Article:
While the Cloud provides many benefits to IT organizations that were simply unimaginable even 5 years ago, the significance of the Cloud is really bolstered by the way it enables businesses to sell more, get closer to customers, and get more profitable. Now, which business wants to do that? The cohort of emerging technologies – social, mobile, analytics – are changing the way businesses pursue customers, engage them, learn more about them, and sell to them. The Cloud is the foundation on which you can quickly erect the social, mobile and analytics pillars.
Consider the quintessential IT dilemma – we’d like to align more with the business priorities but it is not always possible because we spend a lot of time, energy, and dollars keeping the IT infrastructure running and operational. If only we had more people and more dollars in the budget, we could do a much better job of creating new applications faster and being in-step with fast-changing business requirements. The Cloud will truly give you the opportunity to increase your IT alignment with business while staying budget neutral or coming under budget.
Consider these CEO questions –
Are we doing everything we can to get closer to our customers? Are we using all the effective methods of social and mobile technologies to be in our customers’ lives and pockets every day? Would our customers know right away via Facebook, our mobile app, or a targeted ad, or LinkedIn, of a promotional campaign we are running?
Are we doing everything we can to drive costs down for our innovation? Do we have multiple pilot programs underway using new apps with our biggest clients so they can give us feedback on our upcoming products and services?
Do we know as much as we can about our customers and their buying behaviors? Are their buying behaviors changing? Do we have an understanding of how they are changing? Why does our product sell better on weekdays but only during Spring?
These are fundamental questions that a CEO is interested in. And the great news is today’s technology is uniquely positioned to provide answers on all these questions if you are willing to pursue these goals. It is imperative that IT support and lead these initiatives. When you support your business units in pursuing answers to all of the above questions in 2015 while staying cost-neutral on your IT budget – that will be a big win for your business.
From this vantage point, the Cloud now becomes an indispensable and inevitable tool that you can use to rapidly and cost-effectively innovate and make your business more competitive.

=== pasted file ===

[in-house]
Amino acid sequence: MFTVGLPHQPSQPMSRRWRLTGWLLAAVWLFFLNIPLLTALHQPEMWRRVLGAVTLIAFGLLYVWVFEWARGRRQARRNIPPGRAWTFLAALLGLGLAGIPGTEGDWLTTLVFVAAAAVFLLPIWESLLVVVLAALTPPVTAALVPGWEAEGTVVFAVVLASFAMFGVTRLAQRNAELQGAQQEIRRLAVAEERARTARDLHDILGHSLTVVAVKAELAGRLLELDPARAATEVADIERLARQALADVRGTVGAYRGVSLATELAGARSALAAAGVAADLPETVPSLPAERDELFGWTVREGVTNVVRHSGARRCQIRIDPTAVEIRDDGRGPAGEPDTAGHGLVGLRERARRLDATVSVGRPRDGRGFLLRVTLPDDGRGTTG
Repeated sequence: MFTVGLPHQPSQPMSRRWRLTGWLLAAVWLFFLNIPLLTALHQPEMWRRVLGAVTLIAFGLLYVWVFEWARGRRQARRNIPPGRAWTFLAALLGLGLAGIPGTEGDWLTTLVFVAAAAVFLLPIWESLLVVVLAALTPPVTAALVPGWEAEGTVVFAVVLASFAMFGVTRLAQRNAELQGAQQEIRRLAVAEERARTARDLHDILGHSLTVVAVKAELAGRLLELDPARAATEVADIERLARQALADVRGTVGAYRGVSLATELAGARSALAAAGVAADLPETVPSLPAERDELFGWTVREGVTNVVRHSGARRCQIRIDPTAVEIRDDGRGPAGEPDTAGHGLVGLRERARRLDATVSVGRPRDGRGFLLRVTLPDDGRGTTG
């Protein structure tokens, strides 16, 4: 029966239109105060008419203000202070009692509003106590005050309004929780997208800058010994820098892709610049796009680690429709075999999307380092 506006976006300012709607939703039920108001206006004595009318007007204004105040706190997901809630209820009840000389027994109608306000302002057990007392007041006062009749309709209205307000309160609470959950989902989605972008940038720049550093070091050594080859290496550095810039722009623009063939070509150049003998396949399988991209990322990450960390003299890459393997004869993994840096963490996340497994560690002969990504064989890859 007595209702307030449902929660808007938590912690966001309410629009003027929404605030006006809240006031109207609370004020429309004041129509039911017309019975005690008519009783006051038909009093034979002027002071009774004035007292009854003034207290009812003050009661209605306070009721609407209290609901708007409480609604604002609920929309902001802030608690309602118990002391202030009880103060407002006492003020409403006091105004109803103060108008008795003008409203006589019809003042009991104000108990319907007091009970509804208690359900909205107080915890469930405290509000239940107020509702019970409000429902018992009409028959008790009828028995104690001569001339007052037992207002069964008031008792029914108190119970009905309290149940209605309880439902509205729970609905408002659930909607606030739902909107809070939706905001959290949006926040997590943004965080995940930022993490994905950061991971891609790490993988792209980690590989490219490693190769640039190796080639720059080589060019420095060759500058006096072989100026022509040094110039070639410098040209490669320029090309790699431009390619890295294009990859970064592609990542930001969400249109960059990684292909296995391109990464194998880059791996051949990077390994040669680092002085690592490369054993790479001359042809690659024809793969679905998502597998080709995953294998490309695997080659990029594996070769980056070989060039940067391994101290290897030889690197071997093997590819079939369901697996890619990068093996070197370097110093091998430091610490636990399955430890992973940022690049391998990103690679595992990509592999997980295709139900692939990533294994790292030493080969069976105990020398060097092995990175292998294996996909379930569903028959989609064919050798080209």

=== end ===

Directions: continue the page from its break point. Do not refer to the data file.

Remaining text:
What can you do with the Cloud (IaaS) today?
The Cloud will today allow you to do things within ‘regular IT’ that were not possible even a few years ago. Consider some of these popular use-cases for Cloud adoption –
- Storage, Backup & Archiving – Use of the Cloud to augment your existing on-premise and co-location storage infrastructure without incurring additional CAPEX. Backup and Archiving in the Cloud.
- Disaster Recovery in the Cloud – that’s proven dependable and at a much lower cost, potential to lower your DR expenses by as much as 50%.
- Non-Prod environments in the Cloud – like dev, test, qa, training, demo, etc. that are fast-changing but typically don’t justify large CAPEX
- Migrating applications to the Cloud – applications that are new or growing and are challenging your current infrastructure with ever-growing requirements
- Data Center consolidation – establishing the right footprint between on-premise, co-location and Cloud infrastructure
- Desktops in the Cloud – virtualized desktops in the Cloud for your always-on, mobile workforce
These use-cases touch upon core, fundamental services and operations within your IT organization and have the potential to provide greater flexibility, lower cost and better alignment between IT focus and business goals. And very importantly – will start you on your journey into the Cloud.
While I am not always sure how to answer the questions from the 4-year old at home, I am quite sure there is more Cloud in our future. Get ready for a different world, the more-Cloud world. You will like it. And your business will love you for it.